Donald T. Fox

Former Treasurer and Executive Committee Member
Co-Founder, Fox Horan & Camerini, LLP

From my current residence in the hills overlooking Managua, Nicaragua, I attended the virtual annual meeting on May 19, 2020, and was delighted to be introduced to the new President, Sheila Boston. So much has changed since I joined the Association in 1960, I decided to accept the offer to jot down a few of my experiences to explain my retrospective view of these changes.

In 1960, the Association’s principal support came from the City’s elite law firms, most of them then located around Wall Street. At the urging of one of my firm’s senior partners, I joined the Association in that year, first serving on the Law Reform Committe and then as secretary of the Committee on Professional Responsibility, of which this partner was Chairman. My first effort was a Herculian, or more accurately Sisyphean, effort to reform the drug laws, including a proposal to make heroin admministration freely available at City clinics to registered addicts. Needless to say, the proposal did not prosper, but my next one did. This was an effort to evade Governor Rockefeller’s  proposed tax on lawyers by creating a Lawyers’ Registration Fund, with funds allocated to reimburse clients who lost funds deposited in attorneys’ security accounts and also to support a program to oversee discipline of erring professionals.

Thereafter I served as Chairman of a number of committees, including the Committee on Professional Responsibility (1971-74), Committee on Audit (1978-80), Finance Committee (1982-84) and Lawyers’ Role in the Search for Peace (1969-71). I was elected Treasurer (1982-84) and served on the Executive Committee.

During this period, we conducted conferences and published books on topics ranging from “The Role of Lawyers in Population Planning” and “Professional Responsibility of the Lawyer: the Murky Divide Between Right and Wrong” (1976), to “The Cambodian Incursion – Legal Issues” (1971).


With two Harvard College classmates, now deceased, I founded in 1968 a “boutique” law firm specializing in transnational matters, now Fox Horan & Camerini, LLP. After returning from a Fulbright scholarship at the University of Paris, I had been an Instructor in NYU’s Foreign Law Institute and developed an interest in providing apprenticeships in our law firm to young foreign lawyers. When the firm celebrated its 50th Anniversary, many of these former interns, nationals of countries ranging from Ukraine to Argentina and Korea, returned to celebrate the firm’s new offices at 885 Third Avenue and to attend a dinner dance at the Colony Club.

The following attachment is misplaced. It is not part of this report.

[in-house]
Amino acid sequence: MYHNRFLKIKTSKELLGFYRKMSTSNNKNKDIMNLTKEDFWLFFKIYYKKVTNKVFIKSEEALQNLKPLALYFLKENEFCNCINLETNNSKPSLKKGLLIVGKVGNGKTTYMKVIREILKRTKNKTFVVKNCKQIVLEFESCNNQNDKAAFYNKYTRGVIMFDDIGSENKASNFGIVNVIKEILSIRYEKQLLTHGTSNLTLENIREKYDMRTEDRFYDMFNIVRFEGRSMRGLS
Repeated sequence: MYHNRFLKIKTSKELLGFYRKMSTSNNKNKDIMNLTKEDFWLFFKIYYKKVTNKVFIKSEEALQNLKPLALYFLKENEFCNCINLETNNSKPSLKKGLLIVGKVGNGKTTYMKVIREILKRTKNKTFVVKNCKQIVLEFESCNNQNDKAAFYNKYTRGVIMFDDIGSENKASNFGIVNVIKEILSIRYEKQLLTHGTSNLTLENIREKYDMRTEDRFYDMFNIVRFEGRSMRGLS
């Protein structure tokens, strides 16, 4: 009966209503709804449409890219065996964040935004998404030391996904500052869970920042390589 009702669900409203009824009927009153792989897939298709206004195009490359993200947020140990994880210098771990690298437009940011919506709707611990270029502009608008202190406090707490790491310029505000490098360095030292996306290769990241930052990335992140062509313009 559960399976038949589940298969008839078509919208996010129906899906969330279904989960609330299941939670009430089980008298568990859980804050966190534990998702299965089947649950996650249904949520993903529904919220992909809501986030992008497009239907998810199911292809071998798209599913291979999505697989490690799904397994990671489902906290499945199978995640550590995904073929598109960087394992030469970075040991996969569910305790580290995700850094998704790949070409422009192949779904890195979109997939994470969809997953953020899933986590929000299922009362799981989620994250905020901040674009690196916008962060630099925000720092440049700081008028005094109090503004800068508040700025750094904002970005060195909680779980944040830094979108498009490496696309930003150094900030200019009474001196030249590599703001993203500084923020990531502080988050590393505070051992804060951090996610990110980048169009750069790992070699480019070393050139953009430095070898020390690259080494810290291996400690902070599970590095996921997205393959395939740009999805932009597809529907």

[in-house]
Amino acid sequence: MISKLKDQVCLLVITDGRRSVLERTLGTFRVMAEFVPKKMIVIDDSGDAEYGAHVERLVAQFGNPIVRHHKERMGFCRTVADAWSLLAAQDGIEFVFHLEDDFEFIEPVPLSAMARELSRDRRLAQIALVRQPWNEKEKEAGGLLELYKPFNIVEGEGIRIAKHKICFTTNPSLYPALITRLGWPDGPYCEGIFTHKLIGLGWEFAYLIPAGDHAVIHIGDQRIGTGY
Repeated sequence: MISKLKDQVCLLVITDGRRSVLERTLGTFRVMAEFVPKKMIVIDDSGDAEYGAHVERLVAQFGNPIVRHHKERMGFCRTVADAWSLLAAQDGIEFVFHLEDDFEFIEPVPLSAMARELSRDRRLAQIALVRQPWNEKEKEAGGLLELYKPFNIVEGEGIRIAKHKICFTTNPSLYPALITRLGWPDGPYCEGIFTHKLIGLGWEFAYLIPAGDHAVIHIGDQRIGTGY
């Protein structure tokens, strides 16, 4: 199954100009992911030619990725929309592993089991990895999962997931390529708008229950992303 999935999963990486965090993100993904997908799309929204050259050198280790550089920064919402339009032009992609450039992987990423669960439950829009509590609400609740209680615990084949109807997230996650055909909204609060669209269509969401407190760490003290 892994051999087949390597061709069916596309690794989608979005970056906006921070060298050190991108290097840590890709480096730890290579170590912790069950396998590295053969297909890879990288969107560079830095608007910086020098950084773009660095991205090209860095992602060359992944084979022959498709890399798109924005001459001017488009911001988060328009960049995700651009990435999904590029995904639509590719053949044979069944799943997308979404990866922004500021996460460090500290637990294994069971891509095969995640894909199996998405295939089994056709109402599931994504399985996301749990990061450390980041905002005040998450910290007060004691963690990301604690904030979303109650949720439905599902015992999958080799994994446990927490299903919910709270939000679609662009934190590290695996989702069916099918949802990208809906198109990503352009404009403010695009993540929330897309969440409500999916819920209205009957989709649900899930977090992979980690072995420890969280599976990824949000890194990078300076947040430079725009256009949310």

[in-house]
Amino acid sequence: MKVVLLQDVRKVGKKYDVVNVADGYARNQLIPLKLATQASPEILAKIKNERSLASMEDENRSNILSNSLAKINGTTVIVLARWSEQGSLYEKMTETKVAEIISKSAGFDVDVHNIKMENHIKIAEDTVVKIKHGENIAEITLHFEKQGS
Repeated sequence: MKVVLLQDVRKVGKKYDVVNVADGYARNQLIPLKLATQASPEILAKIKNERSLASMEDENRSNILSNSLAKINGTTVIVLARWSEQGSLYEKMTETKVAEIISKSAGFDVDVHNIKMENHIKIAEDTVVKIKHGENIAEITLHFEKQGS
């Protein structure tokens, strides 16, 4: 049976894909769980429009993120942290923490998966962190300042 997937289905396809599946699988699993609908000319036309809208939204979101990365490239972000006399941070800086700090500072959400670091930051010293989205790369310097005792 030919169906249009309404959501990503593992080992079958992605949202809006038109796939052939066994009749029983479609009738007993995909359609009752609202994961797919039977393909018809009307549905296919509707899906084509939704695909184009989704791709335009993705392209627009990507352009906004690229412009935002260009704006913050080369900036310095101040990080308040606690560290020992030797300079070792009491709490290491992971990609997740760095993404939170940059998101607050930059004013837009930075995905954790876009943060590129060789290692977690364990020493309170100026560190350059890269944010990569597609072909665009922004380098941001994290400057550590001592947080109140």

Since I retired from the practice of law, I have been active at the Center for Entrepreneurship that I organized at INCAE, the Central American Business School established during the Alliance for Progress by enlightened members of the Central American private sector and the Harvard Business School. INCAE had earned an enviable record providing skilled graduates whom transnational companies were pleased to hire. I convinced the directors that it was time to promote entrepreneurship, increasing employment and economic dynamism. My long experience in fundraising for NYU has enabled me to collect the funds necessary to create the Center and expand its influence.

From this vantage point, I am delighted to see how the Association of the Bar has increased its membership, its activities and its diversity. I welcome President Boston’s activist agenda, particularly her determination to increase the opportunities for underrepresented minorities, to advance the rule of law and to improve the administration of justice. May the reputation of the Association and its effectiveness as an organization devoted to the highest ideals of the legal profession long continue!